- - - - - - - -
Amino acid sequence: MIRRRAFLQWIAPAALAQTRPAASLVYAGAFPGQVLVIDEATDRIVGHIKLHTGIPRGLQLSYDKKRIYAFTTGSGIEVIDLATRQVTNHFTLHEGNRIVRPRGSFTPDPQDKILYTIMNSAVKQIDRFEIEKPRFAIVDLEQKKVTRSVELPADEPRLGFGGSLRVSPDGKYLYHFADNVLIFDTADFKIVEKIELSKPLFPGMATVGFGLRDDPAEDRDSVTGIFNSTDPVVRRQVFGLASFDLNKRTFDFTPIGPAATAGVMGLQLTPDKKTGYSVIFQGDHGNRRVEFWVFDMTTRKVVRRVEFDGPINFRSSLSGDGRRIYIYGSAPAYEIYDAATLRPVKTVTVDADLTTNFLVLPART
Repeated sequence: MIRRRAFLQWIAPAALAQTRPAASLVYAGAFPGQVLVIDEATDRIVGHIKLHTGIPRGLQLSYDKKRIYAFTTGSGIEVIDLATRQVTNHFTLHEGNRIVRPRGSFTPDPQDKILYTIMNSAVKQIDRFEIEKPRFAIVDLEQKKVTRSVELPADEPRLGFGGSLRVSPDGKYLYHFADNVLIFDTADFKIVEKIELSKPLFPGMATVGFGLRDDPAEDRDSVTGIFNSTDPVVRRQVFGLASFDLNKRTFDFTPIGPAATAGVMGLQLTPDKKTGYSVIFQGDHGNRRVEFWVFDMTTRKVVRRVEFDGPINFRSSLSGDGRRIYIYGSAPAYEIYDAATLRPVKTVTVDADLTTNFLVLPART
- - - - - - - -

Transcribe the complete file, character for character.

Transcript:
Amino acid sequence: MIRRRAFLQWIAPAALAQTRPAASLVYAGAFPGQVLVIDEATDRIVGHIKLHTGIPRGLQLSYDKKRIYAFTTGSGIEVIDLATRQVTNHFTLHEGNRIVRPRGSFTPDPQDKILYTIMNSAVKQIDRFEIEKPRFAIVDLEQKKVTRSVELPADEPRLGFGGSLRVSPDGKYLYHFADNVLIFDTADFKIVEKIELSKPLFPGMATVGFGLRDDPAEDRDSVTGIFNSTDPVVRRQVFGLASFDLNKRTFDFTPIGPAATAGVMGLQLTPDKKTGYSVIFQGDHGNRRVEFWVFDMTTRKVVRRVEFDGPINFRSSLSGDGRRIYIYGSAPAYEIYDAATLRPVKTVTVDADLTTNFLVLPART
Repeated sequence: MIRRRAFLQWIAPAALAQTRPAASLVYAGAFPGQVLVIDEATDRIVGHIKLHTGIPRGLQLSYDKKRIYAFTTGSGIEVIDLATRQVTNHFTLHEGNRIVRPRGSFTPDPQDKILYTIMNSAVKQIDRFEIEKPRFAIVDLEQKKVTRSVELPADEPRLGFGGSLRVSPDGKYLYHFADNVLIFDTADFKIVEKIELSKPLFPGMATVGFGLRDDPAEDRDSVTGIFNSTDPVVRRQVFGLASFDLNKRTFDFTPIGPAATAGVMGLQLTPDKKTGYSVIFQGDHGNRRVEFWVFDMTTRKVVRRVEFDGPINFRSSLSGDGRRIYIYGSAPAYEIYDAATLRPVKTVTVDADLTTNFLVLPART